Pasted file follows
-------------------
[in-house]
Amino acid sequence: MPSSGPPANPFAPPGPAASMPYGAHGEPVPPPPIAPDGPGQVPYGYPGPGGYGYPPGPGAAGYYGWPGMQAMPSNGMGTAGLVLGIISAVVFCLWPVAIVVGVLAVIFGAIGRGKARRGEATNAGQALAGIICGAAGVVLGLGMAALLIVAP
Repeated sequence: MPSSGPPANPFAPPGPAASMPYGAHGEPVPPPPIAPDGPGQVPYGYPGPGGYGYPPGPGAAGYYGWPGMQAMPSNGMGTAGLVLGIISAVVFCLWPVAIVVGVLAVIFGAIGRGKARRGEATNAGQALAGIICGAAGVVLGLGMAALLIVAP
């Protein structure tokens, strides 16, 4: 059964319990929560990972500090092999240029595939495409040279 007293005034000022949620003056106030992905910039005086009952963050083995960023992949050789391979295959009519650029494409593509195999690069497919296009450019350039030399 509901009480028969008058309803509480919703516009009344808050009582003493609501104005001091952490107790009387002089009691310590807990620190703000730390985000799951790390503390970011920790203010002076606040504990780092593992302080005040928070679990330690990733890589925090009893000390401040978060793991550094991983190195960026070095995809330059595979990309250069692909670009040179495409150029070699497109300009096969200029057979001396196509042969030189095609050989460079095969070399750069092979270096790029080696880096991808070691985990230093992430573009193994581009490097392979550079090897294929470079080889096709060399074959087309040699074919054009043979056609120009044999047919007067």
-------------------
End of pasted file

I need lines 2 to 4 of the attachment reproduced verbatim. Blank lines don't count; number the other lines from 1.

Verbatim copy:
Amino acid sequence: MPSSGPPANPFAPPGPAASMPYGAHGEPVPPPPIAPDGPGQVPYGYPGPGGYGYPPGPGAAGYYGWPGMQAMPSNGMGTAGLVLGIISAVVFCLWPVAIVVGVLAVIFGAIGRGKARRGEATNAGQALAGIICGAAGVVLGLGMAALLIVAP
Repeated sequence: MPSSGPPANPFAPPGPAASMPYGAHGEPVPPPPIAPDGPGQVPYGYPGPGGYGYPPGPGAAGYYGWPGMQAMPSNGMGTAGLVLGIISAVVFCLWPVAIVVGVLAVIFGAIGRGKARRGEATNAGQALAGIICGAAGVVLGLGMAALLIVAP
């Protein structure tokens, strides 16, 4: 059964319990929560990972500090092999240029595939495409040279 007293005034000022949620003056106030992905910039005086009952963050083995960023992949050789391979295959009519650029494409593509195999690069497919296009450019350039030399 509901009480028969008058309803509480919703516009009344808050009582003493609501104005001091952490107790009387002089009691310590807990620190703000730390985000799951790390503390970011920790203010002076606040504990780092593992302080005040928070679990330690990733890589925090009893000390401040978060793991550094991983190195960026070095995809330059595979990309250069692909670009040179495409150029070699497109300009096969200029057979001396196509042969030189095609050989460079095969070399750069092979270096790029080696880096991808070691985990230093992430573009193994581009490097392979550079090897294929470079080889096709060399074959087309040699074919054009043979056609120009044999047919007067």